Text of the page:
View all Stories

Immaculate Conception Roman Catholic Church and the Founding of the Galway Hall

January 1, 2024

DCIM105MEDIADJI_0438.JPG

By Guy Scott

Many of the earliest settlers along the Galway Road were second generation Irish-Canadians. They were devout Roman Catholics. The nearest priests were found in Downeyville or Ennismore, which hampered regular attendance of church services. The first services were held by Father Coyle, from Downeyville at the home of Patrick Collins on the Galway Road. When the log school house was established (1863 – SS#4 Swamp Lake School), it became the home for the local congregation. The school grounds also became the burying grounds and a number of internments were made on the site. But the school was only a temporary home, and the parishioners began planning a true church.

Originally a log building was planned, but it was decided a frame church would be more appropriate. Lot 5 in the 11th concession was designated as the site for the church. Mass was celebrated at the new Immaculate Conception Church on Christmas 1882. An adjoining cemetery was consecrated in 1887. The bodies were brought from the schoolhouse and reinterred in the cemetery, or at least most of the bodies. The Galway Church was a mission of the Fenelon Falls parish. The priests lived at Fenelon Falls until Father O’Leary, who had a desire to live in the country. In 1901, the Fenelon Falls manse was sold, and Father O’Leary bought a lot from the Buckley family across the road and built a new white brick house, which is still standing.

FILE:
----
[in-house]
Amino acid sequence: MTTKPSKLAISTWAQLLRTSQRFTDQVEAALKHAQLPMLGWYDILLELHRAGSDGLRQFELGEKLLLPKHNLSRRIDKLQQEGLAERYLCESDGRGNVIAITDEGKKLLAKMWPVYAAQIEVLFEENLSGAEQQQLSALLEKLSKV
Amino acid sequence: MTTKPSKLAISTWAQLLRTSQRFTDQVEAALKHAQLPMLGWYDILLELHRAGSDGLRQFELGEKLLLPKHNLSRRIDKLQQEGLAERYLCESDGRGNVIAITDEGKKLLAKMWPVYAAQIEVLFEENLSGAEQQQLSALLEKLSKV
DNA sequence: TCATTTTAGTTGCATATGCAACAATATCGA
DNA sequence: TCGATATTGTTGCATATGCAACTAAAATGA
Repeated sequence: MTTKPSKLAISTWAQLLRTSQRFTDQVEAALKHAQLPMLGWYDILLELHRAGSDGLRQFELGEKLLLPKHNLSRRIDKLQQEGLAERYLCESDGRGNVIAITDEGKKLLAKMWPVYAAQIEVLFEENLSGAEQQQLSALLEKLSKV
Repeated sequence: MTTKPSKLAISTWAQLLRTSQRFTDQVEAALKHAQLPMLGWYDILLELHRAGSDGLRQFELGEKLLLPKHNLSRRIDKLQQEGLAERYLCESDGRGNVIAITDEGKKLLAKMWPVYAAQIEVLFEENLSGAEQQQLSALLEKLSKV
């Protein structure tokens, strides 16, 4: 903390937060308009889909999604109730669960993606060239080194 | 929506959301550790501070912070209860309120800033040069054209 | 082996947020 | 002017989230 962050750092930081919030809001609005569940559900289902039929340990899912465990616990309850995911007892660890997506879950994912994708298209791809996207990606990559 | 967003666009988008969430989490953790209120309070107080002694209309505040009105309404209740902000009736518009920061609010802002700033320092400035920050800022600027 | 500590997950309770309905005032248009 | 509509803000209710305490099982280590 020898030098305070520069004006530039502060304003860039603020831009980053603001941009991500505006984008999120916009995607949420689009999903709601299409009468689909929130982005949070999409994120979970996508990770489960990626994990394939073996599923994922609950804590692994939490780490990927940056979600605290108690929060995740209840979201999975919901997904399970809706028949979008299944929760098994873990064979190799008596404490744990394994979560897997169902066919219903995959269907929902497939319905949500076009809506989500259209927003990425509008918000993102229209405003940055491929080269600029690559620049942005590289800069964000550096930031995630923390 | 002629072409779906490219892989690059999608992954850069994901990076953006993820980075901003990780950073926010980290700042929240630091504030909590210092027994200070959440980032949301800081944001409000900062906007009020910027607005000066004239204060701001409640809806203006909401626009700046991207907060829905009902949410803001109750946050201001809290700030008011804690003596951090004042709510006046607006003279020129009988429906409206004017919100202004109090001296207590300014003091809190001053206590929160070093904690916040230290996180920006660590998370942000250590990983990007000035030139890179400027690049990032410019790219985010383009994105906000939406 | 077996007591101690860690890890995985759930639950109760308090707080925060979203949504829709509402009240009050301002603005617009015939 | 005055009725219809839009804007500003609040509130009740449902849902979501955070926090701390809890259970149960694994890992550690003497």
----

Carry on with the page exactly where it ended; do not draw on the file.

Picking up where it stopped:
The next resident priest, Father Galvin, preferred the town life to country life. In 1910, St. Patrick’s Roman Catholic Church was opened in Kinmount, and two years later a new brick manse was built beside the new Church. There was ‘dissent’ from the Galway adherents, but the Galway manse was sold and since that time, the priest has resided in town.

The dual churches worked well for several decades. Then in 1930, disaster struck. On Easter Sunday night, the recently renovated Immaculate Conception Church was destroyed by fire. The Galway parishioners were devastated. Rebuilding seemed out of the question, and the members of Immaculate Conception church moved to St. Patrick’s in Kinmount. The cemetery was gradually disused and new burials were made at St. Patrick’s cemetery in Kinmount. All that remains of the Church is a cement slab that was the entrance.

Father O’Leary was an ambitious man and had formed a branch of the Catholic Mutual Benefit Association (CMBA) and built a parish hall beside Immaculate Conception Church. The hall served as a community hall and hosted many events over the years. After the Church burned, the hall continued in use as a community hall. By the 1960s, the Galway Community Hall was in need of repairs and the congregation offered the structure to the township for use as a community centre. The hall was reopened in 1967, in time for Canada’s Centennial. By the 1990s, the Galway Hall was once again in need of upgrading. The Township decided to demolish the old hall and build a new one. The present Galway Community Centre (with several upgrades and additions) was the result. The Church and the parish hall led to the site becoming a ‘community centre’ in many senses of the term. Besides the hall, the old church lot now hosts the Galway platoon of the Township Fire Department and the local Roads Department. If you look on a map, the Community of Galway is located on the old church lot. The community was originally called Mount Irwin, but that term has almost disappeared with the closure of both the post office and school of the same name, and Galway, now centred at lot 5, is the new community centre.

© Copyright 2024 - Maryboro Lodge Museum